Efforts from state governments such as those of Maharashtra and Uttar Pradesh to develop floating solar plants might hit the financial-viability hurdle. Industry officials said that non-availability of the primary float structure in India make these projects an expensive option.
Companies like JSW Energy have been planning to get into this business, while the Tatas and NTPC have already done pilots. Limited domestic availability of floats, however, is a big challenge. The industry has to depend on European or Chinese suppliers, which is not cost effective.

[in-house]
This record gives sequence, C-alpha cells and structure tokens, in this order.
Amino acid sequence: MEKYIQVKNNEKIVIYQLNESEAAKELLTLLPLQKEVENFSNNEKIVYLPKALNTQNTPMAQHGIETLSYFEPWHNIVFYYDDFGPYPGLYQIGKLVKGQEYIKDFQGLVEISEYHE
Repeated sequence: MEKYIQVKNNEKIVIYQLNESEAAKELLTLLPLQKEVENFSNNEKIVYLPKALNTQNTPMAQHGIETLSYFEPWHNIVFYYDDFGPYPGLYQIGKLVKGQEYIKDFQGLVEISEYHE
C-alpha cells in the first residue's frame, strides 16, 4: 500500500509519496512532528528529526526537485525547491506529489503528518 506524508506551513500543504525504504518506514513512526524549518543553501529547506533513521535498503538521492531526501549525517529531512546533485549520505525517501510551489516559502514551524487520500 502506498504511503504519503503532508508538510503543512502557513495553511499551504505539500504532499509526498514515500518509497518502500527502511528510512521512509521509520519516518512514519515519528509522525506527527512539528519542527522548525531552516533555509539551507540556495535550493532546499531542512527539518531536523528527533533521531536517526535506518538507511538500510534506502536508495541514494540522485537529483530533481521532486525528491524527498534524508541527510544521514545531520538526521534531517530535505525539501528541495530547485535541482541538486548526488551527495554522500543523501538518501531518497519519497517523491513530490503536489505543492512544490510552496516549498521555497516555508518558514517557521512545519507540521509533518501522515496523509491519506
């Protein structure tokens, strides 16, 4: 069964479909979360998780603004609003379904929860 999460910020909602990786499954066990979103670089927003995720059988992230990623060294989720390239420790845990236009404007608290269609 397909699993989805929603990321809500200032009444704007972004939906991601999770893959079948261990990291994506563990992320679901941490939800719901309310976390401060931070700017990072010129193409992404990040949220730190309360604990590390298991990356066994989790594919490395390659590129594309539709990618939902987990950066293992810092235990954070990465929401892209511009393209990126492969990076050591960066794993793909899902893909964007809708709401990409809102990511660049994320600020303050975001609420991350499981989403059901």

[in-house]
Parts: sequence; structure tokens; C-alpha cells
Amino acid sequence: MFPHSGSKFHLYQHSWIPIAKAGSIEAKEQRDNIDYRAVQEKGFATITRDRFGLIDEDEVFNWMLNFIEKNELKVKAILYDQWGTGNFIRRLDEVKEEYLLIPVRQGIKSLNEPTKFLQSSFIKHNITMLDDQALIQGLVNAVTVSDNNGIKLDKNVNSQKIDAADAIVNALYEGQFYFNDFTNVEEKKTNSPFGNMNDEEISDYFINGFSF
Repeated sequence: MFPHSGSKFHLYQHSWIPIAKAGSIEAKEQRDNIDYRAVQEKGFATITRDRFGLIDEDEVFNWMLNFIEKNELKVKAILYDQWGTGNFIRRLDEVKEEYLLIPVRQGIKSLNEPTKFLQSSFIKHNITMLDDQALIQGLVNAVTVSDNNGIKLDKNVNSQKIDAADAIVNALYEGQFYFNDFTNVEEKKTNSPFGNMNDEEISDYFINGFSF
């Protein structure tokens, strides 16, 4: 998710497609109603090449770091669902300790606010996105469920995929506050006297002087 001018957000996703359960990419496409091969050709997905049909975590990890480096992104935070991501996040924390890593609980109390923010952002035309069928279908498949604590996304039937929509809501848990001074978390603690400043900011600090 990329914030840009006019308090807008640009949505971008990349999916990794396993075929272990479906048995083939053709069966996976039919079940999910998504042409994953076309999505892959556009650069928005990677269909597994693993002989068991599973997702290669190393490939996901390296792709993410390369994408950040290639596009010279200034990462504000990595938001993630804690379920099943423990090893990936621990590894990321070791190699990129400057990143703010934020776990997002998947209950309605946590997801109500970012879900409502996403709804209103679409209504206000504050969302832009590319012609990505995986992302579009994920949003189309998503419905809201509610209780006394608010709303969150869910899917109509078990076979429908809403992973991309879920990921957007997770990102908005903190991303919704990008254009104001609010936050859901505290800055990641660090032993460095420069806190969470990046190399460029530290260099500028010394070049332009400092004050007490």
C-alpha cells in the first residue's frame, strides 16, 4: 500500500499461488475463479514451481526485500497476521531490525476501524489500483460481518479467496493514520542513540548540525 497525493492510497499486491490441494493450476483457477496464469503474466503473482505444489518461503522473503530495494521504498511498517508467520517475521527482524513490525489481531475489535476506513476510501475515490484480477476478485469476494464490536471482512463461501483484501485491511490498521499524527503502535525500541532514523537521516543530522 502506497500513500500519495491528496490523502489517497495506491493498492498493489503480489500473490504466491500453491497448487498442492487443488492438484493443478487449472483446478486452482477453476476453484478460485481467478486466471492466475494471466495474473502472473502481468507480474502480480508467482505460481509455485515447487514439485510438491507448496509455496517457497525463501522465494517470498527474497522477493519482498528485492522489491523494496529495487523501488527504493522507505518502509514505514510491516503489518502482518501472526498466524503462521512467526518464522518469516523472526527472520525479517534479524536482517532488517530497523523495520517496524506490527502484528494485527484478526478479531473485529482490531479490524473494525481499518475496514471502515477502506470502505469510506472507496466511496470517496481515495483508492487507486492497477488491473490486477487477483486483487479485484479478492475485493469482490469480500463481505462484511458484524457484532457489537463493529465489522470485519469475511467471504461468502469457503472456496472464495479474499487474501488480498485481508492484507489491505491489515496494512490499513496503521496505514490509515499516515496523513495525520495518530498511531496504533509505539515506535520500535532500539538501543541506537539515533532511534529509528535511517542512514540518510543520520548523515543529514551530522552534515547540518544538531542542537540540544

The differential between a ground-mounted and a floating solar project does not make it viable in terms of product pricing, said Sharad Mahendra, executive vice-president for JSW Energy. The company has plans to set up a combined floating solar capacity of 250 Mw across various locations.
In June, the Maharashtra government said that it had set up a committee for the development of a floating solar plant. Uttar Pradesh was another state where the process to call for bids to develop a similar solar capacity on the Rihand dam was underway. These plans, however, might hit the financial-viability Read More
Latest posts by Business-Standard.com (see all)
- India hopes US will allow allies to continue to buy some Iranian oil - April 22, 2019
- 12 more nuclear plants in India soon: DAE chief - April 22, 2019
- ONGC, HPCL ownership fight may derail MRPL-HPCL merger - April 22, 2019